Designer Spotlight: Josh Jakus
Anyone who’s taken a good look at TreeHugger over the past couple of weeks is likely to have seen one or more of our series of posts [www.treehugger.com] about HauteGREEN [www.hautegreen.com], a sustainable design exhibition that’s part of New York City’s Design Week. Mixed among the International Contemporary Furniture Fair (ICFF [www.icff.com]) and other yearly juggernauts of the design world, HauteGREEN showcases some of the best in sustainable design, from furniture to lighting to accessories and more. One of the many excellent designers who’ll be featured at the show who both literally and figuratively “breaks the mold” with his clever, eco-friendly designs is Josh Jakus.
Eggflat, pictured above, was designed as a sculptural tabletop piece that folds flat for storage and unfolds to function as sort of a catch-all, elegantly holding whatever you need to be handy. Like Jakus’ other work, it’s made from industrial pressed wool felt recovered from factory excess; technically, this makes it a recycled (and recyclable) product. Because it folds flat for shipping and is very light, most wholesale orders can be slipped into an envelope or small box, making getting it from one place to another a snap.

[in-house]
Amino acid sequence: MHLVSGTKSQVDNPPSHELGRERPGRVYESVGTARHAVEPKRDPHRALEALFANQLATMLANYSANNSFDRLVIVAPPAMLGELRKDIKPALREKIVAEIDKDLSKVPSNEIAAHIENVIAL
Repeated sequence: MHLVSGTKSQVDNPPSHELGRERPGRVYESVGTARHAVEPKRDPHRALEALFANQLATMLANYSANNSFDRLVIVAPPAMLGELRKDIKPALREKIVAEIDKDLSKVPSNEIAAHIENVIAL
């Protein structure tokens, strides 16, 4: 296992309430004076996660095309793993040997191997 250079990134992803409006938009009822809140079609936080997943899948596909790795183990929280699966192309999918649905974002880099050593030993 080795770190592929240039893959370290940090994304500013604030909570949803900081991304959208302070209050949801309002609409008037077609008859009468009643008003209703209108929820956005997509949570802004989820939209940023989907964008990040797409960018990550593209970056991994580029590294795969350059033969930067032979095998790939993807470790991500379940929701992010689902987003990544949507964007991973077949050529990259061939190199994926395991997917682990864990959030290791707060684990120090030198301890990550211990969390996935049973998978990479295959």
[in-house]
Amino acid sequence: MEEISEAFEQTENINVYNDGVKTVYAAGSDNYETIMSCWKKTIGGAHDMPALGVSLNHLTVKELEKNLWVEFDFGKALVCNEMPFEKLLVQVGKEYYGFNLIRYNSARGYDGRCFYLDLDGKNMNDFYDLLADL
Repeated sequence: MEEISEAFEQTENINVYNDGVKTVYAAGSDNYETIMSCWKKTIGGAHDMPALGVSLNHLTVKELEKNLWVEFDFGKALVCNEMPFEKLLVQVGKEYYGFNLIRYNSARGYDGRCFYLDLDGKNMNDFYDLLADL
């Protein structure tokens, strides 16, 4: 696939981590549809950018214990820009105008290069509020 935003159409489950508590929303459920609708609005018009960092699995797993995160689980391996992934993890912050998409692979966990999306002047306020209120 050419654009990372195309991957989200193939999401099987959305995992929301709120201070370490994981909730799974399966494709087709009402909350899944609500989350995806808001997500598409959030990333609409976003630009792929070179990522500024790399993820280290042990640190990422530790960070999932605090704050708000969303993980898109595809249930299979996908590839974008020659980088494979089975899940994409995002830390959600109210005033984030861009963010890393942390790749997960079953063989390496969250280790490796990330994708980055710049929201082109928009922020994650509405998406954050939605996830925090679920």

Equally clever are the Um bags, which also make maximum use of materials in a minimum of space. Topologically brilliant, the handy handbags are made from two layers of the aforementioned industrial wool felt, with a zipper sewn around the edge. When open, the piece lays completely flat; when zipped, the piece turns into an organic, three-dimensional form. It all fits with Josh’s design ideals; he’s dedicated to making experiential connections between form and function, and uses materials in their simplest form so intrinsic qualities show through and pursues a rigorous design efficiency that strives to get the most impact out of the fewest moves. In many ways, these seemingly simple designs exemplify why TreeHugger promotes good design: not because it creates more stuff (and more waste); but because its innovative techniques, materials and ideas create beautiful forms we can use every day, functional products that make our lives better, and, ultimately, solve problems.